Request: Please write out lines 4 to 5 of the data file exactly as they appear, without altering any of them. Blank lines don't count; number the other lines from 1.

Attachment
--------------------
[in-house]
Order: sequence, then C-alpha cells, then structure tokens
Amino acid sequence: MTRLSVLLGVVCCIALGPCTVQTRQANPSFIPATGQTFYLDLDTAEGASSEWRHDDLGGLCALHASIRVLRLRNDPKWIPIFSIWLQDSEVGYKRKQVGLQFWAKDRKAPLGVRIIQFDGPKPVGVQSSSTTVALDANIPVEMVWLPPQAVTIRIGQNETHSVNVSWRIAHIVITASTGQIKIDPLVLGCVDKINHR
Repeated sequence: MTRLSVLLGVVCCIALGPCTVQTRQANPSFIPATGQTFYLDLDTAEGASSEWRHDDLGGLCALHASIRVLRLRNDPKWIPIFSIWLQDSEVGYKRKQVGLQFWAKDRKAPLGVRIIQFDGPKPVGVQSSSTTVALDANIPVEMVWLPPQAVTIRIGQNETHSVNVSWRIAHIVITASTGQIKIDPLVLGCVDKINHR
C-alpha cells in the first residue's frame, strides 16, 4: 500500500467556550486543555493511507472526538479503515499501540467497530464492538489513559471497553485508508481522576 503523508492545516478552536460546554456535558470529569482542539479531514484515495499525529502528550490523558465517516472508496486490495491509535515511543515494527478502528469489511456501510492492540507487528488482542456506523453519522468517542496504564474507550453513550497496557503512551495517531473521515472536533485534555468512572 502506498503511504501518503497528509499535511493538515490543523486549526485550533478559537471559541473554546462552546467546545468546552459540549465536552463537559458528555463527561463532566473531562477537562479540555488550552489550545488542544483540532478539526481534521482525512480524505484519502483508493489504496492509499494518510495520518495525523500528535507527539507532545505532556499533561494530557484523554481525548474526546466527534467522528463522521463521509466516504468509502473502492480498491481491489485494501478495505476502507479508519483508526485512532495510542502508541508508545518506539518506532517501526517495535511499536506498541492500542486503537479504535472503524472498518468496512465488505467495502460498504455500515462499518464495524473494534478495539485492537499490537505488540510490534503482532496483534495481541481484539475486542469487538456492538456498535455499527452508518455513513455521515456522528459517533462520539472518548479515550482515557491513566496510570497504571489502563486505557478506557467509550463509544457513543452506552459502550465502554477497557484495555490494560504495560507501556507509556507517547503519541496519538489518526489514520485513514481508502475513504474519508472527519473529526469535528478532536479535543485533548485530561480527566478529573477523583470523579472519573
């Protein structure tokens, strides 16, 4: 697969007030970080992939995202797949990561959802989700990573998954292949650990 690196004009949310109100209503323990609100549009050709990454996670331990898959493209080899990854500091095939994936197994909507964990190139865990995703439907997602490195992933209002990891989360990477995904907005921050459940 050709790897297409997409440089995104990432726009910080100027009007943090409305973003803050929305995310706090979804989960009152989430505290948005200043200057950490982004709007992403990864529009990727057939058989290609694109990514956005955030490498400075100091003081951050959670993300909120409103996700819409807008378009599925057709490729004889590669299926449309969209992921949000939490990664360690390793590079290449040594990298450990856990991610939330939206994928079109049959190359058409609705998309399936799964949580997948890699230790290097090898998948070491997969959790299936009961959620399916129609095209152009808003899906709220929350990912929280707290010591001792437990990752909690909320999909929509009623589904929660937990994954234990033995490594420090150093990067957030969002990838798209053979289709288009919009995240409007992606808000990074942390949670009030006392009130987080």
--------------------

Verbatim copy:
Repeated sequence: MTRLSVLLGVVCCIALGPCTVQTRQANPSFIPATGQTFYLDLDTAEGASSEWRHDDLGGLCALHASIRVLRLRNDPKWIPIFSIWLQDSEVGYKRKQVGLQFWAKDRKAPLGVRIIQFDGPKPVGVQSSSTTVALDANIPVEMVWLPPQAVTIRIGQNETHSVNVSWRIAHIVITASTGQIKIDPLVLGCVDKINHR
C-alpha cells in the first residue's frame, strides 16, 4: 500500500467556550486543555493511507472526538479503515499501540467497530464492538489513559471497553485508508481522576 503523508492545516478552536460546554456535558470529569482542539479531514484515495499525529502528550490523558465517516472508496486490495491509535515511543515494527478502528469489511456501510492492540507487528488482542456506523453519522468517542496504564474507550453513550497496557503512551495517531473521515472536533485534555468512572 502506498503511504501518503497528509499535511493538515490543523486549526485550533478559537471559541473554546462552546467546545468546552459540549465536552463537559458528555463527561463532566473531562477537562479540555488550552489550545488542544483540532478539526481534521482525512480524505484519502483508493489504496492509499494518510495520518495525523500528535507527539507532545505532556499533561494530557484523554481525548474526546466527534467522528463522521463521509466516504468509502473502492480498491481491489485494501478495505476502507479508519483508526485512532495510542502508541508508545518506539518506532517501526517495535511499536506498541492500542486503537479504535472503524472498518468496512465488505467495502460498504455500515462499518464495524473494534478495539485492537499490537505488540510490534503482532496483534495481541481484539475486542469487538456492538456498535455499527452508518455513513455521515456522528459517533462520539472518548479515550482515557491513566496510570497504571489502563486505557478506557467509550463509544457513543452506552459502550465502554477497557484495555490494560504495560507501556507509556507517547503519541496519538489518526489514520485513514481508502475513504474519508472527519473529526469535528478532536479535543485533548485530561480527566478529573477523583470523579472519573